The  Constitution of Kenyan  2010 and the 2016 Community Land Act recognize community land as a category of land holding and pastoralism as a legitimate livelihood system. The Act enables communities to legally register, own, and manage their communal lands. For the first three years, however, not a single community in Kenya was able to apply to have their land rights legally recognized. On 24 July 2019, over 50 representatives from 11 communities in Isiolo, Kajiado, Laikipia, Tana River, and Turkana counties were the first to attempt to register their land with the government on the basis of the Community Land Act. The communities were promised by the Ministry of Land that their applications would be processed within four months. In late 2020, the Ministry of Lands registered the land titles of II Ngwesi and Musul communities in Laikipia.

The others are still waiting to have their land registered. In October 2020, the Lands Cabinet Secretary was reported saying that only 12 counties have submitted inventories of their respective unregistered community lands in readiness for the registration process as enshrined in the law.

Community members interviewed by the Oakland Institute in the course of its research repeatedly asked for justice after years of being ignored by the Kenyan government and by the police when reporting human rights abuses and even killings of family members. The findings reported in Stealth Game require an independent investigation into the land-related grievances around all of the NRT’s community conservancies, the allegations of involvement of the NRT’s rapid response units in inter-ethnic conflict, as well as the alleged abuses and extrajudicial killings.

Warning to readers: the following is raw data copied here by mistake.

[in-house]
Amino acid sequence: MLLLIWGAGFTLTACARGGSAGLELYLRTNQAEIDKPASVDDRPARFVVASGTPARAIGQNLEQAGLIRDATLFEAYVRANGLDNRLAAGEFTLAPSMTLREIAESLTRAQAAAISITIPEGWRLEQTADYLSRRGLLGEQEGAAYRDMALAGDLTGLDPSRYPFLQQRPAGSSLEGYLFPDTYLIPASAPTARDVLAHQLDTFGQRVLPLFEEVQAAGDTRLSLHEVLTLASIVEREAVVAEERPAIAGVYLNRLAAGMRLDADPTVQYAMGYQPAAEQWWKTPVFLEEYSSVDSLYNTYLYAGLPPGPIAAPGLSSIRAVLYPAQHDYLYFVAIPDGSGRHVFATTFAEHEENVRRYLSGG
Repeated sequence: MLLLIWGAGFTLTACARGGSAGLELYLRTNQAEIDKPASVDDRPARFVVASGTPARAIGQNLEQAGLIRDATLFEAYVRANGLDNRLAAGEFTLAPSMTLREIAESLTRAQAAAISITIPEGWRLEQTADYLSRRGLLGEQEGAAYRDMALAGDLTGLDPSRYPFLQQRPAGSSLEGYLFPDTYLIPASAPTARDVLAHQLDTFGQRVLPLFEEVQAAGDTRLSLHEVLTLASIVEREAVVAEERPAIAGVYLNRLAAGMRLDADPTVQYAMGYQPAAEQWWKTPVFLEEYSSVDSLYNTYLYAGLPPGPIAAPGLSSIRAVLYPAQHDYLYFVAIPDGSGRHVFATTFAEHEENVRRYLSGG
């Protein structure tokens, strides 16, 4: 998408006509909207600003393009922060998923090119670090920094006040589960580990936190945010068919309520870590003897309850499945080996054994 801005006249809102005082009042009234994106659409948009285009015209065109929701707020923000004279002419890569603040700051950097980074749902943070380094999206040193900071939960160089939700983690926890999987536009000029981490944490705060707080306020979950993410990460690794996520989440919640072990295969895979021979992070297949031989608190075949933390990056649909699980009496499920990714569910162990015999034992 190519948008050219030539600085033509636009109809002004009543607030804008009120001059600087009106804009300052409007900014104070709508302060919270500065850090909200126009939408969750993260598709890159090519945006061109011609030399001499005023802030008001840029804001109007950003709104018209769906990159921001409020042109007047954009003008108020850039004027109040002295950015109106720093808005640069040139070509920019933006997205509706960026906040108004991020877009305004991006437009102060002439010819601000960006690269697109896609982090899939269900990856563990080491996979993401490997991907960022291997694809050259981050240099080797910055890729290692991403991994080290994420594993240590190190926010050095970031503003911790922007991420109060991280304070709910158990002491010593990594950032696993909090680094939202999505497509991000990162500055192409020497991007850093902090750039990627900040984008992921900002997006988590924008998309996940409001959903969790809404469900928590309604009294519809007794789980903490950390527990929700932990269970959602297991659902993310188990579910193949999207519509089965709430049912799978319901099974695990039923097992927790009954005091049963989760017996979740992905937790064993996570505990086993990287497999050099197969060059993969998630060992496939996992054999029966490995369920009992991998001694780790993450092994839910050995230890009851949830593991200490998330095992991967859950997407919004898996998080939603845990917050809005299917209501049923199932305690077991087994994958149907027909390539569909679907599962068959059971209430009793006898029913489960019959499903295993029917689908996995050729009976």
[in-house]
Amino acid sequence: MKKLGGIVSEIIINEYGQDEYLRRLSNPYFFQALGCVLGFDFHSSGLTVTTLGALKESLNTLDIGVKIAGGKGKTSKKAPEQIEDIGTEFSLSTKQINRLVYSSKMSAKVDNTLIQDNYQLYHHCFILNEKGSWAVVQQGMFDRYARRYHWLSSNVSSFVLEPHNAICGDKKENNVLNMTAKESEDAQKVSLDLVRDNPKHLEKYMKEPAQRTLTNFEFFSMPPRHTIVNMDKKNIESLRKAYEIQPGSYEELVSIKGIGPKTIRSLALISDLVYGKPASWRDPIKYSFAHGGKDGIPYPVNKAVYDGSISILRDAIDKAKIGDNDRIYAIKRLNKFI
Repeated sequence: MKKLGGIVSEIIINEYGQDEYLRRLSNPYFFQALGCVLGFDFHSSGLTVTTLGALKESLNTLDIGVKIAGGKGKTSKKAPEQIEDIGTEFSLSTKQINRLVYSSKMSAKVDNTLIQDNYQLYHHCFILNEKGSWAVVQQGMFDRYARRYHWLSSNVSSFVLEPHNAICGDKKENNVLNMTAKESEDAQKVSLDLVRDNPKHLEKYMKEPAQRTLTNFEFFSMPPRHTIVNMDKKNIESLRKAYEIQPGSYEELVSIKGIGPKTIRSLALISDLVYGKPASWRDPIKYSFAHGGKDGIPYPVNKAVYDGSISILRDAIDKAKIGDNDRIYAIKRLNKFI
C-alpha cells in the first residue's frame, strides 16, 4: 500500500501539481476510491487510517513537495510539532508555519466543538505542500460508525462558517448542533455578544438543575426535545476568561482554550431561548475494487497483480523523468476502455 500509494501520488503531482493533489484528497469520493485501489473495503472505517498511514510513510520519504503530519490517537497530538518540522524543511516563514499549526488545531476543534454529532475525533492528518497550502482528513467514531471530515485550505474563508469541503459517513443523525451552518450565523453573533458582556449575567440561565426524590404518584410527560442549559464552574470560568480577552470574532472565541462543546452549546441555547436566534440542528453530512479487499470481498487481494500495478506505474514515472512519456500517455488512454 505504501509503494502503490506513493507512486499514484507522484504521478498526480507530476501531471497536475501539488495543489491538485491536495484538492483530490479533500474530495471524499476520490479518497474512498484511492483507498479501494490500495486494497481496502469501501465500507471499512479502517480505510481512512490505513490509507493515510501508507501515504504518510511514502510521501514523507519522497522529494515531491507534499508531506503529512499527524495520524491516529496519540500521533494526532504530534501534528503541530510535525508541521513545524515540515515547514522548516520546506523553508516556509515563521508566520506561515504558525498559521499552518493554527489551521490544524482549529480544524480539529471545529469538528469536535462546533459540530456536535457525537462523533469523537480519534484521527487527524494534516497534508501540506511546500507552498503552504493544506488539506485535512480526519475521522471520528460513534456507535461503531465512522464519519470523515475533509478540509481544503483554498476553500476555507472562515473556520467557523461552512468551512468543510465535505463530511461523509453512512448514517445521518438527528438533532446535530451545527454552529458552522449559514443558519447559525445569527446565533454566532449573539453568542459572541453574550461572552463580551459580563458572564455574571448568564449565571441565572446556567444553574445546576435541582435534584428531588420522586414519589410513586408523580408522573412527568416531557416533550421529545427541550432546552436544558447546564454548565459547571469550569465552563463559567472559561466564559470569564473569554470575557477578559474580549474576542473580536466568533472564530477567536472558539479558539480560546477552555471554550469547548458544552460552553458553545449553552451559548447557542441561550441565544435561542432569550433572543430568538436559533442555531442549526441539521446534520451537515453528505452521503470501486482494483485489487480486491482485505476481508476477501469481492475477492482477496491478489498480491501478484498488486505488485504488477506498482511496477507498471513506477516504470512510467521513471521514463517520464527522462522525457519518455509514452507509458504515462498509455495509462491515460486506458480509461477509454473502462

Pastoralists have been the custodians of wildlife for centuries – long before any NGO or conservation professionals came along. While this report focuses on the plight of the Indigenous communities in Northern Kenya, it is a reality that is all too familiar to indigenous communities the world over. In far too many places, national governments, private corporations, and large conservation groups collude in the name of conservation, not just to force Indigenous groups off their land, but to force them out of existence altogether.

Pastoralists have been the custodians of wildlife for centuries – long before any NGO or conservation professionals came along.

The latest threat comes from the so-called “30×30 initiative”, a plan under the UN’s Convention on Biological Diversity that calls for 30 per cent of the planet to be placed in protected areas – or for other effective area-based conservation measures (OECMs) –  by 2030.

The Oakland Institute’s report, Stealth Game, makes it clear that fortress conservation must be replaced by Indigenous-led conservation efforts in order to preserve the remaining biodiversity of the planet while respecting the interests, rights, and dignity of the local communities.

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Nashulai – A Community Conservancy With a Difference

Before Nashulai, Maasai communities around the Mara triangle were selling off their rights to live and work on their land, becoming “conservation refugees”.

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Nashulai – A Community Conservancy With a Difference